Paul Answers the Five Most Basic Worldview Questions in Athens (Acts 17)

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If you are unfamiliar with what worldview is…it is the underlying assumptions that we have formed that drive what we believe about the world. Some have called worldview the glasses we see the world through. Another way to look at it is our meta-narrative…the story that runs under all the other stories that we tell ourselves about who we are and what this life is all about. At the basis of worldview is understanding of what we can know about the most important questions of life. The five basic worldview questions that all world religions have answers for are:

  1. Where are we and what is this place like?
  2. Who are we and where are we going?
  3. What is the problem and what is right and wrong?
  4. What is the solution?
  5. How do we know?

These questions are so basic to human existence that Paul very naturally addresses them in his sermon to the Athenians in Acts 17:

  1. Where are we and what is this place like?
    1. 17:24 – God made the world and everything in it
  2. Who are we and where are we going?
    1. 17:26-28 – from one man made all nations…so we would seek him…in him we have life
  3. What is the problem and what is right and wrong?
    1. 17:29-31 – idolatry and sin in the world that God will no longer overlook. God will ultimately judge
  4. What is the solution?
    1. 17:30 – repent/turn and seek God, 17:31 – resurrection
  5. How do we know?
    1. 17:31 – “he has given proof of this to everyone by raising him from the dead”

How would you answer those five questions?

4 Responses

  1. It is interesting that you bring this up. I know it I might seem overly simple, but things like this were never discussed in Sunday school or from the pulpit. As you said, all world religions have answers to these questions. Christianity did not want to discuss their answers.

  2. I think that your comment is valid, and I believe that it highlights a problem that exists in some church groups. I believe that Christians need to do a better job of articulating in a clear manner their answers to the major questions that all religions seek to answer and explaining why they believe their answers to be the best.

    Perhaps one reason why some do not explain the key tenets of the Christian worldview on a regular basis in the church is because they assume that those in the church already understand them. Therefore, they might worry that doing so will seem redundant. However, I don’t think that this is the case. I think that the church is best served by frequent discussions of its worldview, and these discussions should be coupled with scripture-based examinations of the individual positions that the church holds. Also, I think that all members of the church should assume the responsibility not only to know these positions but also to be able to communicate in order to teach and defend the faith.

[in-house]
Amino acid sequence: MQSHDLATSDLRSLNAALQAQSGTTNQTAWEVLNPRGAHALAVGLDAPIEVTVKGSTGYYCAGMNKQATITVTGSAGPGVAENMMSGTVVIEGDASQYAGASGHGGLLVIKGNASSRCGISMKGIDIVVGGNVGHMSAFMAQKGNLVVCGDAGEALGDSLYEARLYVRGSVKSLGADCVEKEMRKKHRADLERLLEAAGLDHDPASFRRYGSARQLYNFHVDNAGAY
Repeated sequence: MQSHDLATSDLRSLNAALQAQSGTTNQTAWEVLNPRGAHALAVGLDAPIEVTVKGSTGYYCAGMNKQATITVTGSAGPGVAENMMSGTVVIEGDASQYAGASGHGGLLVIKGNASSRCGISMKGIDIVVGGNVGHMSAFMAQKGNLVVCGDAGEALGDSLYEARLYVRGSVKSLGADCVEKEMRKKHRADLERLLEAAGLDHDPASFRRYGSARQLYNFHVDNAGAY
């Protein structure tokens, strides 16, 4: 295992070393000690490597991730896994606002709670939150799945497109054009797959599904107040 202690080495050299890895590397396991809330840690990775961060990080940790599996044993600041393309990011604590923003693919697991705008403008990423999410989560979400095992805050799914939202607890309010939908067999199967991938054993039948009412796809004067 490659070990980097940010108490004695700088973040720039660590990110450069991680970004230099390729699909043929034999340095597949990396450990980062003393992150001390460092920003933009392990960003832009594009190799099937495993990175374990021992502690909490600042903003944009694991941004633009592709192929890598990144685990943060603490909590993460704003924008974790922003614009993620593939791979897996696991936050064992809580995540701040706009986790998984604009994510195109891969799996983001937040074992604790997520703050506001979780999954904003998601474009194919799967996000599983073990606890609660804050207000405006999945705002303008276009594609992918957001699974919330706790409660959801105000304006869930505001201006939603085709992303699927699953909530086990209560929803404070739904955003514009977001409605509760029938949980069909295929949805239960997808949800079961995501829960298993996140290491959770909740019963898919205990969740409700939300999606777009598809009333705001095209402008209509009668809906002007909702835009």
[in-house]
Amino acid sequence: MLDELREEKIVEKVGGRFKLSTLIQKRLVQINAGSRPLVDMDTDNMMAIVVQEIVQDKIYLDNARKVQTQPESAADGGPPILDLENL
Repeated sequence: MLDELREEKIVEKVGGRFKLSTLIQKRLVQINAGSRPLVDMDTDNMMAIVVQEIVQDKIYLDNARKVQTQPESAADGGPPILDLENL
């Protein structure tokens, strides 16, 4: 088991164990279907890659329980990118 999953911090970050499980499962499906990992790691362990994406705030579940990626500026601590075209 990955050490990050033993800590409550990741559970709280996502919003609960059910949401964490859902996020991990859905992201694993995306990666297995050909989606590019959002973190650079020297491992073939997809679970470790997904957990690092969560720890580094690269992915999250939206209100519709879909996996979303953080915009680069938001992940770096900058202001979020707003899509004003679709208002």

With this being said, I realize that such teaching and expression of the Christian worldview isn’t always stressed in the church. I think that Christians, especially in the United States, have taken for granted that a certain degree of respect would be automatically given to the church for so long that many have gotten lazy and are lacking in their ability to explain the faith to others. I believe that we, as Christians, should strive to become better advocates, and I also believe that those who are seeking answers from the church should have the boldness to ask questions and to ask for better answers when the church’s responses are lacking.

  3. Jack. Your last sentence about asking questions and for better answers leaves out the dislike of answering questions which is present in the church. Some of us got in trouble at home for asking questions at church because it was taken as disrespectful.

    Not many in the church these days understand the Christian worldview. Also, teaching and defending the faith is totally lacking. Most ministers don’t want to have to have to do this. Some of us wondered if seminaries even taught this to ministers. Why? Look, when I was in Sunday school, the minister taught the adult class out of a book which anyone could have done . He could have gone in to the class of high school students and taught them the faith, but it would have had to be approved by the management.

    I only saw one minister go in and teach the university class which had a lot of PhD candidates in it. That was actually good. He learned from us and we learned from him.

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